Shakespeare and Clarissa: 'General Nature', Genre and Sexuality
I. Universality and Difference
Most critics in the eighteenth century, unlike academic critics today, were confident of at least one assumption about great literature: that the truths it embodied were universal and that, in the words of Dr Johnson in his Preface to Shakespeare, 'Nothing can please many and please long but just representations of general nature.' It is a view which depends of course on even more basic assumptions—that there is such an entity as 'general nature' (or at least that the category is useful); and that in turn there is such an entity (or meaningful category) as 'human nature'—a certain intrinsic 'humanness' which remains in some way constant despite variations from country to country and race to race, and despite the changes in behaviour over time. But while it might be agreed that there are some constant factors in human behaviour (without which it is difficult to see how we could respond to the literature of the past at all), the notion of a 'human nature' (whether as an essence, a useful category or some kind of shadowy ideal), has become (notoriously) in recent years almost impossible to use. It is probably fair to say that some such view lay behind nearly all literary criticism from Johnson's time (and indeed before) to our own. Questioned or rejected as these ideas have been by the various forms of deconstruction, post-structuralism, new historicism and the like, literary criticism has, again notoriously, become uncertain of its foundations and has...
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IL Genre: Tragedy Versus Comedy
Clarissa is a tragedy that might have been made a comedy. There is of course a great deal of wit and humour in the novel, and the situation and tone are not so very different, at least in its earlier stages, from Richardson's earlier novel Pamela where the heroine resists the seductive wiles of Mr Β and the novel moves to the comic conclusion of marriage. Some contemporary readers of the earlier parts of Clarissa expressed to Richardson their hopes that the novel would end happily. Richardson's most energetic correspondent, Lady Bradshaig, wrote with earnest entreaties that he would not be so hard-hearted as to let Clarissa die. Richardson replied: 'I would not think of leaving my heroine short of Heaven.'6 The reply reinforces the idea that Richardson's religious and didactic intention was a large part of the pressure that led the novel towards tragedy. He clearly developed a conception in which Clarissa would remain true to an absolute principle of integrity and virtue despite an emotional attraction to Lovelace, and Lovelace would remain true to a principle of Nature as opposed to morality (rather like Shakespeare's Edmund), to the principle of male sexual licence and domination, in spite of the sensitivity and intelligence which could see and admire Clarissa's own moral intelligence and virtue. 'Thou Nature art my goddess', says Edmund, and Lovelace speaks of his hopes of the Triumph of Nature over Principle. But...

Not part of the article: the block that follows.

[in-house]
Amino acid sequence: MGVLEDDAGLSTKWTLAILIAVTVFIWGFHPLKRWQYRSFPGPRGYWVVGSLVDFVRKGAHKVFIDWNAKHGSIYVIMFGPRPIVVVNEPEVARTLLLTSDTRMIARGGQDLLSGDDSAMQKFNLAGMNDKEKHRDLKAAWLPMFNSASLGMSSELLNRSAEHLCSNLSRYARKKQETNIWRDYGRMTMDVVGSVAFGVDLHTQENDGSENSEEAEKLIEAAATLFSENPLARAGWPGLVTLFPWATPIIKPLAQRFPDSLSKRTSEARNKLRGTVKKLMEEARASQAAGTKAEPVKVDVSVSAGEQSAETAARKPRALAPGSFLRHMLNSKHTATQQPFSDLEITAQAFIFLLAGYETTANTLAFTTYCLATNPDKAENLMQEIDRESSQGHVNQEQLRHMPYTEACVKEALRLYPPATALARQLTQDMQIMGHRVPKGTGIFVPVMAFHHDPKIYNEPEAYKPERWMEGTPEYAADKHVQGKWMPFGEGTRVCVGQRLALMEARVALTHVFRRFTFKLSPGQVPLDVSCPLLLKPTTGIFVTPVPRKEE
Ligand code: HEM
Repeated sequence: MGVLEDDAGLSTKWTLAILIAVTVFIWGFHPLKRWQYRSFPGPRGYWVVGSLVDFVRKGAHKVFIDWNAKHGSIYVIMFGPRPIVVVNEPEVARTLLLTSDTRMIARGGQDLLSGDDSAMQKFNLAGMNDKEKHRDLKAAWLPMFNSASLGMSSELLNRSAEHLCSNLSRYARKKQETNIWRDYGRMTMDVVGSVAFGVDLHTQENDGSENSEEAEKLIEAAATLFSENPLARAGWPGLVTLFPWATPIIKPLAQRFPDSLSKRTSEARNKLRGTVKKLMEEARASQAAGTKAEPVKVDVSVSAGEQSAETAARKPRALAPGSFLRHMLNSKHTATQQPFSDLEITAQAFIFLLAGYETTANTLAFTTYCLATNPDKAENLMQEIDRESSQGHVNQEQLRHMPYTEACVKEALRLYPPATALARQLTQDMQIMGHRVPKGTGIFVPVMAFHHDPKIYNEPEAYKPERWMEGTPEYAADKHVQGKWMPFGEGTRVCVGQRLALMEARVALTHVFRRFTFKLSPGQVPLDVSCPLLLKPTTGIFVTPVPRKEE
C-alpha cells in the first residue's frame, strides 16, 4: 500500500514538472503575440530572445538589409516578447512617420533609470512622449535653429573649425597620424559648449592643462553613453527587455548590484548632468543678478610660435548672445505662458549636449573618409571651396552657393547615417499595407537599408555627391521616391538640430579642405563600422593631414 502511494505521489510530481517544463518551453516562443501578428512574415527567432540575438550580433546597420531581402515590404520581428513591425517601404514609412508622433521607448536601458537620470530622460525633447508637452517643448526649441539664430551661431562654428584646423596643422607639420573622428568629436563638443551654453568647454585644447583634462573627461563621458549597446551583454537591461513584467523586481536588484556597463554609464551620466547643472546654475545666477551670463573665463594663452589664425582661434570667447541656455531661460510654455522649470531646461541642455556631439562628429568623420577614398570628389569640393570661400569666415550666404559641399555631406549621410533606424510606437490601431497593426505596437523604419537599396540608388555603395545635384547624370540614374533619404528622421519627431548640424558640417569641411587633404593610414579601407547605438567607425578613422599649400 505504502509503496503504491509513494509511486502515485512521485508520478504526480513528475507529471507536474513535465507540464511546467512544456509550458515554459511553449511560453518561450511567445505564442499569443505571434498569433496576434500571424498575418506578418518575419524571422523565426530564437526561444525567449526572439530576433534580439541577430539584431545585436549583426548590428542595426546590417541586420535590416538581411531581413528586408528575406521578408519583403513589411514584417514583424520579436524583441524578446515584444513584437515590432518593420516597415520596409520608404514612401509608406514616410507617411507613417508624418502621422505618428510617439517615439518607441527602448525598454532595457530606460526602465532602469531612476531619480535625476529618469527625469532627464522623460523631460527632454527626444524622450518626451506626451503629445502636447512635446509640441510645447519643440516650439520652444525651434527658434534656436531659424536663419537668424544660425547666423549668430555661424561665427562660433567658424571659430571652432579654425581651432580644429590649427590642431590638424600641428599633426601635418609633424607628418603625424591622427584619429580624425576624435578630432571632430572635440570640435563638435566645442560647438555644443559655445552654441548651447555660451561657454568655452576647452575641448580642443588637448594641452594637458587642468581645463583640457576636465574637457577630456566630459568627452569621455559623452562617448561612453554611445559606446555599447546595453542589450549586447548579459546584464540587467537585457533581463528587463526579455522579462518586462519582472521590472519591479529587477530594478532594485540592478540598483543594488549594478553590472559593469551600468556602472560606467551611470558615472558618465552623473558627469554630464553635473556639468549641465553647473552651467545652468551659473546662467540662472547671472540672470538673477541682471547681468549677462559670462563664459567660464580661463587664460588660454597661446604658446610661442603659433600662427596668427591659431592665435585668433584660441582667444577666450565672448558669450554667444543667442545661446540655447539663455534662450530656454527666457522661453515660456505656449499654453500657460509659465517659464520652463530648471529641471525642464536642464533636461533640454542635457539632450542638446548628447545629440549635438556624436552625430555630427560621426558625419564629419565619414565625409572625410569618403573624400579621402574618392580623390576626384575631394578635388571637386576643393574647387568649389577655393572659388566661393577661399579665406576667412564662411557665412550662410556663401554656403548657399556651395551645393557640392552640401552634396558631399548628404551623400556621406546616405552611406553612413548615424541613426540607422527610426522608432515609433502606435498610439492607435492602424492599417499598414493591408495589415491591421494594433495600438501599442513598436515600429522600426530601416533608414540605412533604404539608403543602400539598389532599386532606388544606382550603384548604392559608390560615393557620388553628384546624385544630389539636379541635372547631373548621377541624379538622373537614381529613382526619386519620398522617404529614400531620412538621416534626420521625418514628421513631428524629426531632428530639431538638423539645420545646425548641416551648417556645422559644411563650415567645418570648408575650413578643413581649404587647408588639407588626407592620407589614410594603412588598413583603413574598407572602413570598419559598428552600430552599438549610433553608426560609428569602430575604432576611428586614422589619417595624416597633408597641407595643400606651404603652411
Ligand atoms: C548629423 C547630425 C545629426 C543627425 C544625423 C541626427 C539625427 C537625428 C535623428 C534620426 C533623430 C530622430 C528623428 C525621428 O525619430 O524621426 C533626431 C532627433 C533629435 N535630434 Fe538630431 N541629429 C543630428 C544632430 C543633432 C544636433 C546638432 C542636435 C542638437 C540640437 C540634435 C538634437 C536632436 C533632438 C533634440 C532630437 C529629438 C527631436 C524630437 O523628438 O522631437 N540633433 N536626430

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III. The Uses of Quotation
One measure both of the responsiveness of Richardson to Shakespearian suggestions and of the gap between the two authors' imaginations and between their two historical periods can be seen in Richardson's use of Shakespearian quotation. In the case of Lovelace the use is generally ironic (ironic and critical on the part of Richardson), in a way that points to the potentially tragic division in Lovelace's nature. There is the case for instance of his famous quotation of Ferdinand's speech about Miranda (The Tempest, 3.1.39-48):
Full many a lady
I've eyed with best regard; and many a time
Th'harmony of their tongues hath into bondage
Brought my too diligent ear. For sev'ral virtues
Have I liked sev'ral women. Never any
With so full a soul, but some defect in her
Did quarrel with the noblest grace she ow'd,
And put it to the foil. But SHE!—O SHE!
So perfect and so peerless is created,
Of every creature's best.
(Quotation as in Richardson, 1.150). The irony arises from the way this shows Lovelace's sensitivity and genuine wonder at Clarissa, qualities that are nevertheless, as we know, not held with complete sincerity. Even the emphasis on 'sev'ral' may suggest Lovelace's complacent self-regard for his own conquests. The idealizing love of Ferdinand is quickly...